My father and his fellow soldiers were so hungry they could’ve eaten a German bear. All they could find were potatoes.
They were on the edge of Bastogne, they were freezing, they were ready to surrender.
Some of them decided to search for food in a nearby village one evening. Their Army rations had run out, and nobody really knew when to expect more.
In a deserted home in a deserted neighborhood of the deserted village, the men found some potatoes, enough to fry up as a snack for several of them. They found frozen lard, too, and a skillet.
They walked through the snow back to their trench and made a small fire over which they melted the lard in the skillet. Their mouths were watering. They had never been so hungry. Never had they worked so hard and eaten so little.
The Krauts were not shooting. Some of the old veterans still call them Krauts. It’s a war habit. Americans vs. the Krauts. My father told me several years ago, “We were hungry and tired. If they had asked us to surrender, we would’ve done it.” The Krauts didn’t know that, of course, and ended up taking a bad beating from the fatigued Americans.
But first, there were several potatoes to fry up. With any luck the aroma would drift across the battle line and make the Germans jealous. The men sliced the potatoes with their Army-issue Barlow pocket knives.
My father gave me a Barlow. He got it from a soldier who was killed next to him in a foxhole at another location. He took the guy’s sleeping bag for himself that same night because his own had become a casualty. Something inside it woke him up every time he moved one of his boots. The military footwear gave his feet little comfort against the bitter cold. In fact, he eventually returned from the war with frostbitten feet.
The previous owner of the sleeping bag was resting in peace next to him. Not even a round of mortar fire could stir him. For that soldier, it was over. No more misery. Meanwhile, my dad wanted nothing more than a few hours of undisturbed sleep. He finally reached down to find what his boots were hitting. It was that stupid, stupid Barlow pocket knife.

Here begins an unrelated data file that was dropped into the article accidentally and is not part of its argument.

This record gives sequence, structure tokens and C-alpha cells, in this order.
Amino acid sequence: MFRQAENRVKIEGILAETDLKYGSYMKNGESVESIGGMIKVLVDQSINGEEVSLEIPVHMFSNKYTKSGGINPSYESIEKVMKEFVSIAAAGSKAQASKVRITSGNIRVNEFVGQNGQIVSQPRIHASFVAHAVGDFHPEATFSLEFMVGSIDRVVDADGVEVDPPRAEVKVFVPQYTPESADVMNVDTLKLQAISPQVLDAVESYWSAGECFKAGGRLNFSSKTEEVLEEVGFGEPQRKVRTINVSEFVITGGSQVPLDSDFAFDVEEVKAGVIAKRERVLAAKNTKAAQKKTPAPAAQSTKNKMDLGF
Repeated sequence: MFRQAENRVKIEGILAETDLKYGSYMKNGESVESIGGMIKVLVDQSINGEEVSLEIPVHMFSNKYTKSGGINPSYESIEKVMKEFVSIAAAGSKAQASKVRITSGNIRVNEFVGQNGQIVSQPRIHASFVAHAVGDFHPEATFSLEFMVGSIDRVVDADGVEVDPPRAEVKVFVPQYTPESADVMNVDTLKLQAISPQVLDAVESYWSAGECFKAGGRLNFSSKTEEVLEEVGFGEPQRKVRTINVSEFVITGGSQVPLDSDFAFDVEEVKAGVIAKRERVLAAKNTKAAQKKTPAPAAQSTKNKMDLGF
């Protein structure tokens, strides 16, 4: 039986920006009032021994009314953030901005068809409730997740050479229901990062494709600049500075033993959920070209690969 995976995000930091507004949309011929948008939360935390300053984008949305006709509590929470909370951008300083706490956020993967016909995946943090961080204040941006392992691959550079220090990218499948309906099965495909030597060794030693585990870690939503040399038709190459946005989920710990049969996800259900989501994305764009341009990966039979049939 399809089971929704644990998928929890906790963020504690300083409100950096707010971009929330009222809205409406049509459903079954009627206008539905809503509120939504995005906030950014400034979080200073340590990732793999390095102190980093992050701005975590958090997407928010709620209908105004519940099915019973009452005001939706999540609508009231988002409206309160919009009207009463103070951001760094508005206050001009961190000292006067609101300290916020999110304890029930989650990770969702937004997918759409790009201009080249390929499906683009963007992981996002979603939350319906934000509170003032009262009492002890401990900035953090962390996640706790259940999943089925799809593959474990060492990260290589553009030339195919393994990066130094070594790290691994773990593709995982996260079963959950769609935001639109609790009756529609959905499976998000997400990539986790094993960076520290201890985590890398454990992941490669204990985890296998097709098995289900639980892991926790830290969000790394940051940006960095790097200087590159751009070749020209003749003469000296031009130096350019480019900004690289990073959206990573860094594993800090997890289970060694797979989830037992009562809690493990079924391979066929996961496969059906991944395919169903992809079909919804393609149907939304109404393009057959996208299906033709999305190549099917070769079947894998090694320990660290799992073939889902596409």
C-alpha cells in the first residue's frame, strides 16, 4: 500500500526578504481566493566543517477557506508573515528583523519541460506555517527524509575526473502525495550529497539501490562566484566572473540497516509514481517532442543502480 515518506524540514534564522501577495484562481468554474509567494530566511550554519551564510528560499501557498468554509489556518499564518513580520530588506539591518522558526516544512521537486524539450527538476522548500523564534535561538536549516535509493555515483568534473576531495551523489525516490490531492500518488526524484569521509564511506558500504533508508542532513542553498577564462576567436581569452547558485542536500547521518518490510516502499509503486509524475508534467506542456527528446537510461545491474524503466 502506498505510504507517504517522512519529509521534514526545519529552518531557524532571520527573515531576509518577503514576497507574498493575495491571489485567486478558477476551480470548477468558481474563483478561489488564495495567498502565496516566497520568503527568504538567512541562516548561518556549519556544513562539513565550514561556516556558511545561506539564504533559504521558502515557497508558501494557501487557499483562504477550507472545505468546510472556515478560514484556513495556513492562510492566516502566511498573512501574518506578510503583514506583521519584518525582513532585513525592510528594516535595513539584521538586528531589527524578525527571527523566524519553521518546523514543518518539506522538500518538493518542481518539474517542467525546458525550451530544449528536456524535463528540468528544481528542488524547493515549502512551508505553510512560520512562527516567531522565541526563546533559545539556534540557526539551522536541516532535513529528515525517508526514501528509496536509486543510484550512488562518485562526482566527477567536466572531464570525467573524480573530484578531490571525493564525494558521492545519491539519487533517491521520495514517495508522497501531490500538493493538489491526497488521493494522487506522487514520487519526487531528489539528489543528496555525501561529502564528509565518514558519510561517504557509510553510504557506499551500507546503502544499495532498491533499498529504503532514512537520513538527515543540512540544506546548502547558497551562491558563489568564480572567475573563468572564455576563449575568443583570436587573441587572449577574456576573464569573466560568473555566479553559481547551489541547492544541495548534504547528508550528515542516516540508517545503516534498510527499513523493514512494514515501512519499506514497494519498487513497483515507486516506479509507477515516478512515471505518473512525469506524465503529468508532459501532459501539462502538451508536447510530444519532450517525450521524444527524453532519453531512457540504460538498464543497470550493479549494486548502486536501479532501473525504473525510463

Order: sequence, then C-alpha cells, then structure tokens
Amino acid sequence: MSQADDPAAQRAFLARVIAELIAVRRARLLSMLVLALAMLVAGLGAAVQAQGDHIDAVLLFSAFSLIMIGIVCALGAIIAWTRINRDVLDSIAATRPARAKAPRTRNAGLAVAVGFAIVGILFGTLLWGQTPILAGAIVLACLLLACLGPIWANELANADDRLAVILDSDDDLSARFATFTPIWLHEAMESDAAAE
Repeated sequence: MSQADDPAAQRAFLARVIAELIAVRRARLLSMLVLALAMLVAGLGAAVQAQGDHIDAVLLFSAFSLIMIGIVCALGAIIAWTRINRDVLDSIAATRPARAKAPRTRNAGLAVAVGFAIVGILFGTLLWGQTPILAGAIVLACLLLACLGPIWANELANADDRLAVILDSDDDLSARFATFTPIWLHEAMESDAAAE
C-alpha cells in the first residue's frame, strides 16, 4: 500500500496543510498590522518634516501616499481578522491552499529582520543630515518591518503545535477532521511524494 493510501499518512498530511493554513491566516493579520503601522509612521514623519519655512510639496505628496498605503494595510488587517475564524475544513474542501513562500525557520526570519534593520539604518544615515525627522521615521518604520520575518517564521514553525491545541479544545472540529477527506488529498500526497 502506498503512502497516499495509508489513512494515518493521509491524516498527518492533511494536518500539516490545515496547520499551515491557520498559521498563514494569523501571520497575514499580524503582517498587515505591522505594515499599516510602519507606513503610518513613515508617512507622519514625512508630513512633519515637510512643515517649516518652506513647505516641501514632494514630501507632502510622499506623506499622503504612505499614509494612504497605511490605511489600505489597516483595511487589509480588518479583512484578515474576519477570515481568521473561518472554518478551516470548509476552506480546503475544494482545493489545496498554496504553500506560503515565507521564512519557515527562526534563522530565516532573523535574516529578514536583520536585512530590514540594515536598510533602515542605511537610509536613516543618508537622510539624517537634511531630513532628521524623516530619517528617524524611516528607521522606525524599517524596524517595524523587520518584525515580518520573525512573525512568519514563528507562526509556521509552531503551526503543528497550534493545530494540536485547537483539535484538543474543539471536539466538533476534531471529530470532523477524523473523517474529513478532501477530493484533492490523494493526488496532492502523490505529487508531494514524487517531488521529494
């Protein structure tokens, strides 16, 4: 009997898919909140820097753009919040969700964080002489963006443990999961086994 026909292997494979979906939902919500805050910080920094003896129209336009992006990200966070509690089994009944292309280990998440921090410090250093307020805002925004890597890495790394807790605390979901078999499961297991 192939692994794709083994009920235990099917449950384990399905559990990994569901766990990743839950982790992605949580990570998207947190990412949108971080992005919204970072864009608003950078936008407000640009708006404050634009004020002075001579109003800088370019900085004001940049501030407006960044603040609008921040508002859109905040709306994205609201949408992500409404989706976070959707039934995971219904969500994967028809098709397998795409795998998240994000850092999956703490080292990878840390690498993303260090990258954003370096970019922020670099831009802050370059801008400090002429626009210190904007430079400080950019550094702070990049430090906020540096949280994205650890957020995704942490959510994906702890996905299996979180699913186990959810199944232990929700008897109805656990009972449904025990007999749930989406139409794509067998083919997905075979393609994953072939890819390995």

On the other hand, the men were cutting taters with their Barlow blades this evening on the edge of Bastogne, watching their dinner sizzle in the melted lard. It was incredibly exciting to think of enjoying fried potatoes in a war zone. It was simply unbelievable!
The soldiers removed the skillet from the fire after sufficiently frying their prized catch. There in the winter cold, the hot lard immediately seized up, locking the potato slices in. It was German paraffin wax. An elderly German couple explained it to me. They said, “We all used paraffin to wax our cooking pans.” Just a thin film to prevent sticking.
How were the enemies of the Krauts supposed to know that? They threw the paraffin out with the potatoes and suffered another hungry night on a frozen battlefield, where more men would perish during the next 24 hours, as they did every day.
As a memorial service, I’m going to slice some potatoes with my Army-issue Barlow, the stupid knife that survived the Battle of the Bulge. I will contemplate the story I just told you while I feast on fried potatoes with eggs and other simple ingredients that my full-blooded German mother used to put in the skillet.
Max T. Russell of New Palestine writes for the international business intelligence community. You can contact him via his website, maxtrussell.com.